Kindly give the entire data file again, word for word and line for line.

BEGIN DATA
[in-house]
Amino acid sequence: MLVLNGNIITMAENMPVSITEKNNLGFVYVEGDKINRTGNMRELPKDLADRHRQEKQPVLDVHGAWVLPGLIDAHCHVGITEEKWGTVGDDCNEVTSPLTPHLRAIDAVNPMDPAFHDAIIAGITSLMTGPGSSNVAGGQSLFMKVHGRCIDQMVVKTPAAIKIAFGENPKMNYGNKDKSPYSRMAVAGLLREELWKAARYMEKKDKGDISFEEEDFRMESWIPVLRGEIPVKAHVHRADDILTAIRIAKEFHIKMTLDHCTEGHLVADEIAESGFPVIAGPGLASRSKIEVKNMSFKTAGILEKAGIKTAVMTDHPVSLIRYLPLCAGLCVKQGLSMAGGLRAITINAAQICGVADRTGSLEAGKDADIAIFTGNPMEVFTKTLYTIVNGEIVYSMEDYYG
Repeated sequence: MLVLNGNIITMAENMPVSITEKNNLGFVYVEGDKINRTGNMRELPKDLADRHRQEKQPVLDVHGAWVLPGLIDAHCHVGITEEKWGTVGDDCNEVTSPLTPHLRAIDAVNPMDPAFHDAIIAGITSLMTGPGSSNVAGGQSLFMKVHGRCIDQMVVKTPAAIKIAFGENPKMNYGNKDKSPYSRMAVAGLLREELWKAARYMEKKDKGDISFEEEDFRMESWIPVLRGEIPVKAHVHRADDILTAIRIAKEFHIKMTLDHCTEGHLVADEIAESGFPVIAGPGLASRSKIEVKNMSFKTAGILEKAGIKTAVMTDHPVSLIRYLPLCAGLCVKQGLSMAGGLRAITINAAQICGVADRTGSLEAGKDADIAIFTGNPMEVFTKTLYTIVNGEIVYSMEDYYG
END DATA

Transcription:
[in-house]
Amino acid sequence: MLVLNGNIITMAENMPVSITEKNNLGFVYVEGDKINRTGNMRELPKDLADRHRQEKQPVLDVHGAWVLPGLIDAHCHVGITEEKWGTVGDDCNEVTSPLTPHLRAIDAVNPMDPAFHDAIIAGITSLMTGPGSSNVAGGQSLFMKVHGRCIDQMVVKTPAAIKIAFGENPKMNYGNKDKSPYSRMAVAGLLREELWKAARYMEKKDKGDISFEEEDFRMESWIPVLRGEIPVKAHVHRADDILTAIRIAKEFHIKMTLDHCTEGHLVADEIAESGFPVIAGPGLASRSKIEVKNMSFKTAGILEKAGIKTAVMTDHPVSLIRYLPLCAGLCVKQGLSMAGGLRAITINAAQICGVADRTGSLEAGKDADIAIFTGNPMEVFTKTLYTIVNGEIVYSMEDYYG
Repeated sequence: MLVLNGNIITMAENMPVSITEKNNLGFVYVEGDKINRTGNMRELPKDLADRHRQEKQPVLDVHGAWVLPGLIDAHCHVGITEEKWGTVGDDCNEVTSPLTPHLRAIDAVNPMDPAFHDAIIAGITSLMTGPGSSNVAGGQSLFMKVHGRCIDQMVVKTPAAIKIAFGENPKMNYGNKDKSPYSRMAVAGLLREELWKAARYMEKKDKGDISFEEEDFRMESWIPVLRGEIPVKAHVHRADDILTAIRIAKEFHIKMTLDHCTEGHLVADEIAESGFPVIAGPGLASRSKIEVKNMSFKTAGILEKAGIKTAVMTDHPVSLIRYLPLCAGLCVKQGLSMAGGLRAITINAAQICGVADRTGSLEAGKDADIAIFTGNPMEVFTKTLYTIVNGEIVYSMEDYYG